For years, my colleagues and I have advised anyone who would listen to hire for attitude, train for skills. Organizations that get it backward pay a heavy price. One of my favorite quotes is that of Richard Fairbank, CEO of Capital One, who said, “At most companies, people spend 2 percent of their time recruiting and 75 percent managing their recruiting mistakes.” Our research confirms that these are companies that hire for skills and try to do the nearly impossible: train for attitude.
The question I’m asked repeatedly is, “How do you hire for attitude?” My response includes such things as determining a job candidate’s identification with the mission and values of the organization. It may even include assessing comfort with the leadership, the team with which the candidate will be working, the job, and the way work gets done around the place. These all add up to what is often referred to as “fit” with the organization.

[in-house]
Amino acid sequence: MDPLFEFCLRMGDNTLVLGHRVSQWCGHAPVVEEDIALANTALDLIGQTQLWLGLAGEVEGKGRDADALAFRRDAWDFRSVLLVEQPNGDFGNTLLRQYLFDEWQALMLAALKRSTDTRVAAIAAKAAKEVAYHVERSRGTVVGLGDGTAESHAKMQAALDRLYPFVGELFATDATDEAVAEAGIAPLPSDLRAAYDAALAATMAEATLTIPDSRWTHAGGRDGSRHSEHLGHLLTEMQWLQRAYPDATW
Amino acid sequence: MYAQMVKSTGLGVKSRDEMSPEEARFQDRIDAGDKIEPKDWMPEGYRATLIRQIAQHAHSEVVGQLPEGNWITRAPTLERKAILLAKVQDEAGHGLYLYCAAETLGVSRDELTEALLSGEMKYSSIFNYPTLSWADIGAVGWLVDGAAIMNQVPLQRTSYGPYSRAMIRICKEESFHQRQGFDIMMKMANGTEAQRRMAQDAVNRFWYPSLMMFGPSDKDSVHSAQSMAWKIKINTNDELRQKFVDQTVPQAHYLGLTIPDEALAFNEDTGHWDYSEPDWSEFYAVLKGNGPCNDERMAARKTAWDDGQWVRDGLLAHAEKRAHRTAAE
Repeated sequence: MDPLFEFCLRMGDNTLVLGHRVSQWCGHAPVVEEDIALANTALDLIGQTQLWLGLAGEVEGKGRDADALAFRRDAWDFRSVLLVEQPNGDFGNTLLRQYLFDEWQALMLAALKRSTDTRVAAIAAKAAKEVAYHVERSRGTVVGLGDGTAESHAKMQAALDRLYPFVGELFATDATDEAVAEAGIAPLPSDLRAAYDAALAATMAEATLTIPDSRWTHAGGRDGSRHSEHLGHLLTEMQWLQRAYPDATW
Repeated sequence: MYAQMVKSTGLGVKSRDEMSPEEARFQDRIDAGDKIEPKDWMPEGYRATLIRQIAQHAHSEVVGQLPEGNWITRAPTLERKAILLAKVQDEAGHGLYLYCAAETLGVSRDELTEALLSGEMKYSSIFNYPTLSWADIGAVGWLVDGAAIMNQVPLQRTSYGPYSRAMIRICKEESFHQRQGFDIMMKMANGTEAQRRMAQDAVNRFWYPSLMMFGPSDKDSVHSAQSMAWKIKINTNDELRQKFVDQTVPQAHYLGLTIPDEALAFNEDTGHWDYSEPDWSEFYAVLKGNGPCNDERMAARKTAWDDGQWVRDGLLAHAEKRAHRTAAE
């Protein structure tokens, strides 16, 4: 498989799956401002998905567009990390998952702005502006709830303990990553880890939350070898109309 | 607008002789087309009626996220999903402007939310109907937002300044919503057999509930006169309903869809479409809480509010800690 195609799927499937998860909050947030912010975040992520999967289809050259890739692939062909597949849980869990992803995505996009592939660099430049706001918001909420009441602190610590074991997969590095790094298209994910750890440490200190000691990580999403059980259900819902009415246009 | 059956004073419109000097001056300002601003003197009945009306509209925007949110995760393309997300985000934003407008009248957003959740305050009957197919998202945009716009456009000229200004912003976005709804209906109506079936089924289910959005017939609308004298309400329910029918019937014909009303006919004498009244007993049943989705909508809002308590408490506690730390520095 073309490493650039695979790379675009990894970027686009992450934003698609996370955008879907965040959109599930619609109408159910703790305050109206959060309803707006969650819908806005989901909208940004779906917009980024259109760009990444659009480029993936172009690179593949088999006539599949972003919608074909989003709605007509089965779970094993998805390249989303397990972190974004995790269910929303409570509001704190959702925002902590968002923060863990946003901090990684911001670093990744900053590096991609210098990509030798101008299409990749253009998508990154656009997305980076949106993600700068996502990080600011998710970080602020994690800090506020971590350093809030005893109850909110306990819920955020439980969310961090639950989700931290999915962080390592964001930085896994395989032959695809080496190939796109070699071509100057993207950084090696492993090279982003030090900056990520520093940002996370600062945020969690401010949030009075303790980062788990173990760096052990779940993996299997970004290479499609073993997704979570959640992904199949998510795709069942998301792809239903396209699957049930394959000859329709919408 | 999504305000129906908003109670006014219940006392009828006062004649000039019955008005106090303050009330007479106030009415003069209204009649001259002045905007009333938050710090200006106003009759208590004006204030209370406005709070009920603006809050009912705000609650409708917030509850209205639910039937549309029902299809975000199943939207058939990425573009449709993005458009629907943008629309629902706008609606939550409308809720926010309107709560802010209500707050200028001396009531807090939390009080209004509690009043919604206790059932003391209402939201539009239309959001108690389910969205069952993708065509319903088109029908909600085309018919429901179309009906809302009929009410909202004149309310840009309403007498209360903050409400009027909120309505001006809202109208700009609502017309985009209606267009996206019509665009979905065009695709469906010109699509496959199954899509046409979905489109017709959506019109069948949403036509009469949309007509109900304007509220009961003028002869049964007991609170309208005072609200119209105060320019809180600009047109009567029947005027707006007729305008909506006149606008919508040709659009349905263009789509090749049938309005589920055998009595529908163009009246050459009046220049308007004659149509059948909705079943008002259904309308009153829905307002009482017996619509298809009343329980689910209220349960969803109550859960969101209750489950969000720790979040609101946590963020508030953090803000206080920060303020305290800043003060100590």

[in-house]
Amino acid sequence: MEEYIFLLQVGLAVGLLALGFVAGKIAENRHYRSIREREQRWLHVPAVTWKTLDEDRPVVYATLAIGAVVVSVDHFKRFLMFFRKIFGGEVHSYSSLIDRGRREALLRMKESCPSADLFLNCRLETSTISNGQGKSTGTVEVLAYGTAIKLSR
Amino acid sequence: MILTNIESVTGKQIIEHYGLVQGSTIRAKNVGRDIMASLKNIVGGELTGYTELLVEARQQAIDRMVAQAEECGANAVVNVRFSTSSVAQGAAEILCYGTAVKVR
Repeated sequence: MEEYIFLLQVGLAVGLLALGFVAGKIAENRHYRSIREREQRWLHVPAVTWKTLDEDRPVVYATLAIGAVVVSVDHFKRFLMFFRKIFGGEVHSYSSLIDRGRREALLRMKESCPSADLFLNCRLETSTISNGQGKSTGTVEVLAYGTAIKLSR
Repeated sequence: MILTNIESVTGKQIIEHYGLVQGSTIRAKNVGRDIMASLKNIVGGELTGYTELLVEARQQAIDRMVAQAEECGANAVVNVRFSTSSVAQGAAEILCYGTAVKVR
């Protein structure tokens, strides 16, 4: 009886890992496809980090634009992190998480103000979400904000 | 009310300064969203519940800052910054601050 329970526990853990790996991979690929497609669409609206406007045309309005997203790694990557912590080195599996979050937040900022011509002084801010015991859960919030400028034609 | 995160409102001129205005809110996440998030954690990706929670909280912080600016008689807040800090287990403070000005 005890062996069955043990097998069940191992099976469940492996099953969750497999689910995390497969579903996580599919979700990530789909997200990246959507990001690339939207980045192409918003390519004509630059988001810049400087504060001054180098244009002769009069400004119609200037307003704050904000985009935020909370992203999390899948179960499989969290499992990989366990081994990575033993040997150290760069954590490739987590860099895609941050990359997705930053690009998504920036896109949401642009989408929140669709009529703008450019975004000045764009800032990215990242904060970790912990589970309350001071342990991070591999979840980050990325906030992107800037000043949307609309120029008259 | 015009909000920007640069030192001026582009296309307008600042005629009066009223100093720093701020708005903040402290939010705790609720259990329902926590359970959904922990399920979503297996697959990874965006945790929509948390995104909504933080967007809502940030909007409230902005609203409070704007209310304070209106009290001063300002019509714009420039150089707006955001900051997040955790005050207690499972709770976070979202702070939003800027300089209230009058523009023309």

There are two other indicators that I observed being put into practice last month during a case-writing trip to a well-known gourmet restaurant in California wine country. This is a restaurant where the tab for a lengthy tasting menu for one person can approach $1,000. Team members describe the experience as a food tasting “journey” and speak of the “magic” they help create. Average team members appear to be in their 20s with a few years of experience. They told me they were attracted to a spirit of knowledge-sharing and cross-training—as opposed to the fiefdoms and management by fear typical of other fine dining establishments—on the job. Nearly all that I spoke with mentioned what they were learning—and in some cases, teaching.
That reminded me once again of the motto that I had printed up and posted throughout Harvard Business School when I was the faculty chair of the MBA program some years ago: We All Learn—We All Teach—For Life. That message was intended for both students and faculty. To the list of other questions we might employ in determining a job candidate’s attitude, perhaps we should add: What have you been learning? What do you want to learn on this job? What do you feel you can teach others on this job?
Of course, every organization is different. Hiring practices have to be customized accordingly. Teaching and learning have to be a part of an organization’s culture for this to have any relevance.
How do you hire for attitude? What do you think?
Share your thoughts in the comments below.
- Mike McNamee, “Credit Card Revolutionary,” Stanford Business, May 2001.